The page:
Rethinking Health: Navigating the Health Industry While in Recovery
By Ljudmila Petrovic
The gym I am a member at recently had a free personal training session. I took the chance because, well, it’s free. It started off with me getting weighed both for my BMI and my body fat and a discussion with the personal trainer about how to get both of those down, about coming to the gym more often, about having a meal plan—under the assumption that those should be everyone’s goals.
I’ve been in recovery for about six years now (with a few hiccups along the way, I’ll admit) and even though I have made leaps and bounds, this was nonetheless a triggering experience, as I imagine it would be for most people in recovery.
I had to remind myself that I have been there: I have had low BMI and low body fat, I have spent hours a day at the gym, and I have been on a self-imposed “meal plan” (if you can call it that). And I was miserable. I have never felt more isolated, more depressed, or more hopeless.
I had to remind myself that a lot of the “health” industry is a business, that people feeling bad about themselves = cash, and that it disregards the fact that health may mean different things to different people. From the “clean eating” trend—which is not unlike the restrictions of an eating disorder—to “Fitspo” (which ask “do you really want that cookie?” or “nothing tastes as good as being fit feels” to a backdrop of six pack abs and muscular thighs), we live in a world where billion dollar industries are fueled by our insecurities and where disordered relationships with our bodies are the norm. The promise of “health” is sold to us at an elevated price, be that CrossFit sessions, boxed water, overpriced Whole Foods asparagus, or the various types of infomercial diet supplements that promise they’ll burn the fat right off.
But health looks different for everyone. It may look like drinking protein shakes and hitting a CrossFit class, but it may also be spiritual or mental health, it may be taking a day off, it may be going for a walk, or it may be writing in a journal or listening to music. Health has nothing to do with what your body looks like, and more to do with how you feel.
If you’re in recovery, your “before” and “after” may not look like the “from fat to fit” Biggest Loser-type pictures you see plastered all over gyms and health clubs. Depending on the nature of your eating disorder, you may have gained weight, lost weight, or stayed the same weight. This is in no way an indicator of your health or your recovery.
For me, the “before” was restriction, isolation, compulsive hours spent on the treadmill, watching those little red numbers climb. The “before” is the feeling of cold tiles of the kitchen and bathroom floors on my skin. The “before” is missing holiday parties and birthdays. The “before” is having an absolute meltdown because I ate an “unsafe” food. The “before” is being exhausted all the time but not being able to sleep because I felt the cold in my bones no matter how many layers I wore. The “before” is waking up in tears because I had eaten a burger in my dream.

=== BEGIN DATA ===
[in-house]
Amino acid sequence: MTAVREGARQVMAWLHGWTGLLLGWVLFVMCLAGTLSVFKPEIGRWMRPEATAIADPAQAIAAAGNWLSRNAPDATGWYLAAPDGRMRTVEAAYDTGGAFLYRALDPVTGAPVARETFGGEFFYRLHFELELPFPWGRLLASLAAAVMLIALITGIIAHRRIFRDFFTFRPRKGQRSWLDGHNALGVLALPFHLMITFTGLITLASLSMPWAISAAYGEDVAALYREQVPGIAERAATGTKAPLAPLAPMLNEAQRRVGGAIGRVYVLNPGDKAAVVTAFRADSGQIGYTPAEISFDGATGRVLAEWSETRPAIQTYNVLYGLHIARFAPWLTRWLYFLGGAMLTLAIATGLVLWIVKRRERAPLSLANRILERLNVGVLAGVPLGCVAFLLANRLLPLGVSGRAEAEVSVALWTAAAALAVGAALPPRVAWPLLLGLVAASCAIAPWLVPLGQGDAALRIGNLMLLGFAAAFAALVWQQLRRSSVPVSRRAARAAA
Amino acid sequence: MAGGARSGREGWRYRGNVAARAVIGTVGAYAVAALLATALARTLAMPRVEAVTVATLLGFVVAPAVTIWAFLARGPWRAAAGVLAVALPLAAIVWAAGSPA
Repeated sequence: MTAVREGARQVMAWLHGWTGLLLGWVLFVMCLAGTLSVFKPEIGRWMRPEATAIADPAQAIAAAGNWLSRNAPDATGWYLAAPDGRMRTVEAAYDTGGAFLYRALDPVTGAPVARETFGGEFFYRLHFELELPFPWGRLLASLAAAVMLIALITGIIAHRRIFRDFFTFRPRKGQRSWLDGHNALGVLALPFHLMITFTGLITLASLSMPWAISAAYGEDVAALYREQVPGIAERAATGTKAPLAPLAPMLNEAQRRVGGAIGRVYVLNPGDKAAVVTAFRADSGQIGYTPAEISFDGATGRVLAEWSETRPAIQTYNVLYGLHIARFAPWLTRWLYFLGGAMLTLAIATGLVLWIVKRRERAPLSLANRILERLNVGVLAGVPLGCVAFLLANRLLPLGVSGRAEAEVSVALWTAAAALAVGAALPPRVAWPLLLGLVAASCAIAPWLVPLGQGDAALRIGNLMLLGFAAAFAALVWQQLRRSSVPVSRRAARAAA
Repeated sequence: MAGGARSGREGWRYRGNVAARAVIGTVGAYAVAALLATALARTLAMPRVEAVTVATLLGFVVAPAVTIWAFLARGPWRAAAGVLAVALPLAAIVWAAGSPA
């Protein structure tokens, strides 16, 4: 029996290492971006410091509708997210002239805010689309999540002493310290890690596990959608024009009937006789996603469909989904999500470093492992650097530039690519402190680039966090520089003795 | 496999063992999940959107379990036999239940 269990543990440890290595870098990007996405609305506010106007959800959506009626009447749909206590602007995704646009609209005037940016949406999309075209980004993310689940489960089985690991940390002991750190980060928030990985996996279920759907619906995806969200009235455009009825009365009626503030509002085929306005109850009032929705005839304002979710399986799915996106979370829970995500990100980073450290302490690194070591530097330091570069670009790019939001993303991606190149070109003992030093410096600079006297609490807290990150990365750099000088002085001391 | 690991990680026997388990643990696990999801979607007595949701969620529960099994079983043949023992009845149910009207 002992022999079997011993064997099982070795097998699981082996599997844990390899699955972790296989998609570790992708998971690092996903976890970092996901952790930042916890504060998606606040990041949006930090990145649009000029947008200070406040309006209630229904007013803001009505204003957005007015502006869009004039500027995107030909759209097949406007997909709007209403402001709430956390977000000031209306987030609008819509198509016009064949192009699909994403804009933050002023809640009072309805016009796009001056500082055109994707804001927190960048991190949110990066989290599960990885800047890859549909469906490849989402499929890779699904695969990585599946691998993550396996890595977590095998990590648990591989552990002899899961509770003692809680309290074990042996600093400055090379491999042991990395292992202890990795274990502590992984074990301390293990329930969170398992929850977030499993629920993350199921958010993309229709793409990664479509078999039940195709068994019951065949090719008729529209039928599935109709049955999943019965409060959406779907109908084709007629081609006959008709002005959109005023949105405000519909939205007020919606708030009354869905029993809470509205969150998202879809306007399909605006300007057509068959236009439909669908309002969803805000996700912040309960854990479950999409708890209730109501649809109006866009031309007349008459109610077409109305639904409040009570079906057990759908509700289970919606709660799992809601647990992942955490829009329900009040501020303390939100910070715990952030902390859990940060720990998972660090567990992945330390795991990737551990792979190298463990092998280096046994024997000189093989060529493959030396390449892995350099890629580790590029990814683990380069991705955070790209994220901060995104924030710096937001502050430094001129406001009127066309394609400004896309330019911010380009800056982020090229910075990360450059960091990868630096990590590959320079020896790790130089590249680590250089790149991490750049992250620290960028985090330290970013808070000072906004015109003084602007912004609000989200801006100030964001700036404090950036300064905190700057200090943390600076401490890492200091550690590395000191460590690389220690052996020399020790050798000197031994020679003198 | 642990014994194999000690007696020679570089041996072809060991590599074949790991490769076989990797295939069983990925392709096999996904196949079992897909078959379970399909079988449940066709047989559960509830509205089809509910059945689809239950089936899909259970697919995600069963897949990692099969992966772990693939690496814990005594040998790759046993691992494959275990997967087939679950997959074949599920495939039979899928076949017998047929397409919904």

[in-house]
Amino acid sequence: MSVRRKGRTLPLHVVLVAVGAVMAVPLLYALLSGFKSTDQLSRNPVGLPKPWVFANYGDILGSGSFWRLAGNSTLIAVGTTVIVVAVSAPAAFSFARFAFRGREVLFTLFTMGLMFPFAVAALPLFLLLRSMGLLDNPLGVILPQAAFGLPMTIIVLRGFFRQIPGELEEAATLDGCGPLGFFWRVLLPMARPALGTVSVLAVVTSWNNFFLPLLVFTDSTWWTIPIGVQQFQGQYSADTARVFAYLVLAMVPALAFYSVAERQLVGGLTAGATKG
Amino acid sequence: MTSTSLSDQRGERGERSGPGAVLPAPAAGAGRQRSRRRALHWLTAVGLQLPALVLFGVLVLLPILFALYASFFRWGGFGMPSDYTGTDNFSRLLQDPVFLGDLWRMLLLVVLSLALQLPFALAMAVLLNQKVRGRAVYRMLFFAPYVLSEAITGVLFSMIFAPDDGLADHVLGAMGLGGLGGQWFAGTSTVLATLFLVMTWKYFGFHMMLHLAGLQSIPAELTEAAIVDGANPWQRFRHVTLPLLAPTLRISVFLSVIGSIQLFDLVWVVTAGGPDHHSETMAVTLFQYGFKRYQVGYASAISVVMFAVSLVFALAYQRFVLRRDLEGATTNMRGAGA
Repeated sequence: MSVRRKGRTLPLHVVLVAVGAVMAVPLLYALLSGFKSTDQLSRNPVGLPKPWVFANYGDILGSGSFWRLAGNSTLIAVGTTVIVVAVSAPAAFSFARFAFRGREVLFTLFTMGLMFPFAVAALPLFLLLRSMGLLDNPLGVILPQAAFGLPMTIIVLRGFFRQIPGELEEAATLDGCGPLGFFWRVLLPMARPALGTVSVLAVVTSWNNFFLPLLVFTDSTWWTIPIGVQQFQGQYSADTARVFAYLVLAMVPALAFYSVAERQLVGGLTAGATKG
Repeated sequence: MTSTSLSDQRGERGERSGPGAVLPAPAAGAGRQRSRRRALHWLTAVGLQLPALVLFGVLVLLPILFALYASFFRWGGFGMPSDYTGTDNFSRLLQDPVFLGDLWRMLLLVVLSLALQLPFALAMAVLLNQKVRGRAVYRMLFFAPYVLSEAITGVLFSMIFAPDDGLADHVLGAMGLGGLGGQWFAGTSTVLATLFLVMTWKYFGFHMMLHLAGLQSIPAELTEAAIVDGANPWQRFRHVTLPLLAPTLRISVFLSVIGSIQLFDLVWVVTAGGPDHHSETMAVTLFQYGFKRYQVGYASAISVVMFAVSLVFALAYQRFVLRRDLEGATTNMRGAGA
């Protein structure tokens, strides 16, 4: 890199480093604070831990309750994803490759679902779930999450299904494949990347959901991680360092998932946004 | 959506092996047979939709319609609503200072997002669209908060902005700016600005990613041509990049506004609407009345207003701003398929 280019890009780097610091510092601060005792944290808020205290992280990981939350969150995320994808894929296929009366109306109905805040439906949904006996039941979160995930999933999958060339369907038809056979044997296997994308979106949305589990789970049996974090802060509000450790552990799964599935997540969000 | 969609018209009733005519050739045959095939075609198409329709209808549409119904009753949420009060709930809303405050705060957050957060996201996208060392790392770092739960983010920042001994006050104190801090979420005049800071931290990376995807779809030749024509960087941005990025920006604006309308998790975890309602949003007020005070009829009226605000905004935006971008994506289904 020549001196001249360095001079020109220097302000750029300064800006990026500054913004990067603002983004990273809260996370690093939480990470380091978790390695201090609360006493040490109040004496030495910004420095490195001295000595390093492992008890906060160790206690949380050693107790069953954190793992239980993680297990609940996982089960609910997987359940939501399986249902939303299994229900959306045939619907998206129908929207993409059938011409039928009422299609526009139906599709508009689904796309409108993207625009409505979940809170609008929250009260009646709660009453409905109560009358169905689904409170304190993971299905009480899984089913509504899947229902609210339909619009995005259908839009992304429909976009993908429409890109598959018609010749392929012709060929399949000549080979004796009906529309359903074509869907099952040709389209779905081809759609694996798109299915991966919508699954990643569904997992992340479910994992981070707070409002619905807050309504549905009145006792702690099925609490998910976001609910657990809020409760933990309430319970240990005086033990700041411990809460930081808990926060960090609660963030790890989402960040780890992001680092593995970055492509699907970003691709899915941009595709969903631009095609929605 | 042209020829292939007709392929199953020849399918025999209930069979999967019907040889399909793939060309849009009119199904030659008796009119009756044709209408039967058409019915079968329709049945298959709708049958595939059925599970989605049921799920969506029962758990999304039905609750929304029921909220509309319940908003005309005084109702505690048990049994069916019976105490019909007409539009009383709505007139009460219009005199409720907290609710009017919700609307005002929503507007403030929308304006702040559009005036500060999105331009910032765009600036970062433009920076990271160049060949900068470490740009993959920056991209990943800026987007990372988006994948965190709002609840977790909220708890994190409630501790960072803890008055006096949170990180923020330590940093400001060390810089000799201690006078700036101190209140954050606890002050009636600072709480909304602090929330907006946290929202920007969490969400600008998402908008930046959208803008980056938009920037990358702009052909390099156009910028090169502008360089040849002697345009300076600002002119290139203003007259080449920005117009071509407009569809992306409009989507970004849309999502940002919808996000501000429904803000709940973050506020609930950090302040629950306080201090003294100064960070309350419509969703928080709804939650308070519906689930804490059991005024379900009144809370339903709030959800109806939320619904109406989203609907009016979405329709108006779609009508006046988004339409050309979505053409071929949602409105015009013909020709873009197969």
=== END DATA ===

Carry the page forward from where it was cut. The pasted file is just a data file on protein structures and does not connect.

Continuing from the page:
After six years of recovery, I have not suddenly reached ultimate 24/7 body acceptance and positivity, but that’s okay and I am proud of what my “after” is. My “after” is going to the gym or for a run when I feel like it and when my schedule allows it, and staying until I feel good. My “after” is trying to eat as well as I can within the constraints of my schedule and budget, but being in on the wings and nachos with friends, or saying yes to dessert. My “after” may not be as exciting or eventful as the photo of the laughing person who has dropped the pounds through personal training, but I have worked just as hard, I have persevered just as much, and I have come to a place that I never would have imagined when I was in the depths of my illness. Your “after” is probably different from mine, your recovery probably looks different, and that’s okay.
So, before you buy into the “health” industry’s messages, remember what health means to YOU. Remember that “clean eating” may not be what you need after years of restricting and/or bingeing and purging. Going to the gym more (or at all) may not be what you need after years of compulsive exercise. Before you buy into the messages of what health is supposed to look like, remember YOUR before and after. Remember YOUR truth.
Ljudmila graduated from SFU, where she studied psychology and gender studies. She lives in Vancouver, BC and is doing her MA in counselling psychology, with the goal of doing women-centred therapy.